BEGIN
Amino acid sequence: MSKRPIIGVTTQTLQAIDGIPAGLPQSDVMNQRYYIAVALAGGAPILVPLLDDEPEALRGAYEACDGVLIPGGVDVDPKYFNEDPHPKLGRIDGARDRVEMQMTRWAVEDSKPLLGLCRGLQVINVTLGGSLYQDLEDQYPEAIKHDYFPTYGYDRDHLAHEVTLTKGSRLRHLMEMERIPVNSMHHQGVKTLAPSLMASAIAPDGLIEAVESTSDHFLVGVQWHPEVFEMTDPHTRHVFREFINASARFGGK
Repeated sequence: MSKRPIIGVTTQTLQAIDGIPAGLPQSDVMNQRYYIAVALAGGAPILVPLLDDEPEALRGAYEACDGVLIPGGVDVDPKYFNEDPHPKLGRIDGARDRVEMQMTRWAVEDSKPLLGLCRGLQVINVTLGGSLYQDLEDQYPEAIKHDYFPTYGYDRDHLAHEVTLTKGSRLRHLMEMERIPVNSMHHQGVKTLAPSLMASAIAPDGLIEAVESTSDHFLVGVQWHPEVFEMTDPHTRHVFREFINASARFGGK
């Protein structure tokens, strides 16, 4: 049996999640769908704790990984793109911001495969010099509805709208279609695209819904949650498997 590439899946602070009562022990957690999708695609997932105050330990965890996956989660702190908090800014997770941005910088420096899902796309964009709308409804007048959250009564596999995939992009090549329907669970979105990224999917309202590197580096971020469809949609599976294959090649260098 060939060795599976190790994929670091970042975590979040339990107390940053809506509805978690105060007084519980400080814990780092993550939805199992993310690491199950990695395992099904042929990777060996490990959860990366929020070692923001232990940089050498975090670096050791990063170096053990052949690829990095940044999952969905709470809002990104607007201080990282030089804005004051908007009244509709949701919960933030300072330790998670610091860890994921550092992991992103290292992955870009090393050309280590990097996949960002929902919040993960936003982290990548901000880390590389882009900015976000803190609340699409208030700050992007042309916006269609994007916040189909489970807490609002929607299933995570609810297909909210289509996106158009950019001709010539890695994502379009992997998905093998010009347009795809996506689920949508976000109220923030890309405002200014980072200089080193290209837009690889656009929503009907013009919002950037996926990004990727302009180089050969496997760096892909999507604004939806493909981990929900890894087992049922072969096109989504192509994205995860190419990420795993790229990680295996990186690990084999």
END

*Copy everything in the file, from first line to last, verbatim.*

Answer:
Amino acid sequence: MSKRPIIGVTTQTLQAIDGIPAGLPQSDVMNQRYYIAVALAGGAPILVPLLDDEPEALRGAYEACDGVLIPGGVDVDPKYFNEDPHPKLGRIDGARDRVEMQMTRWAVEDSKPLLGLCRGLQVINVTLGGSLYQDLEDQYPEAIKHDYFPTYGYDRDHLAHEVTLTKGSRLRHLMEMERIPVNSMHHQGVKTLAPSLMASAIAPDGLIEAVESTSDHFLVGVQWHPEVFEMTDPHTRHVFREFINASARFGGK
Repeated sequence: MSKRPIIGVTTQTLQAIDGIPAGLPQSDVMNQRYYIAVALAGGAPILVPLLDDEPEALRGAYEACDGVLIPGGVDVDPKYFNEDPHPKLGRIDGARDRVEMQMTRWAVEDSKPLLGLCRGLQVINVTLGGSLYQDLEDQYPEAIKHDYFPTYGYDRDHLAHEVTLTKGSRLRHLMEMERIPVNSMHHQGVKTLAPSLMASAIAPDGLIEAVESTSDHFLVGVQWHPEVFEMTDPHTRHVFREFINASARFGGK
């Protein structure tokens, strides 16, 4: 049996999640769908704790990984793109911001495969010099509805709208279609695209819904949650498997 590439899946602070009562022990957690999708695609997932105050330990965890996956989660702190908090800014997770941005910088420096899902796309964009709308409804007048959250009564596999995939992009090549329907669970979105990224999917309202590197580096971020469809949609599976294959090649260098 060939060795599976190790994929670091970042975590979040339990107390940053809506509805978690105060007084519980400080814990780092993550939805199992993310690491199950990695395992099904042929990777060996490990959860990366929020070692923001232990940089050498975090670096050791990063170096053990052949690829990095940044999952969905709470809002990104607007201080990282030089804005004051908007009244509709949701919960933030300072330790998670610091860890994921550092992991992103290292992955870009090393050309280590990097996949960002929902919040993960936003982290990548901000880390590389882009900015976000803190609340699409208030700050992007042309916006269609994007916040189909489970807490609002929607299933995570609810297909909210289509996106158009950019001709010539890695994502379009992997998905093998010009347009795809996506689920949508976000109220923030890309405002200014980072200089080193290209837009690889656009929503009907013009919002950037996926990004990727302009180089050969496997760096892909999507604004939806493909981990929900890894087992049922072969096109989504192509994205995860190419990420795993790229990680295996990186690990084999």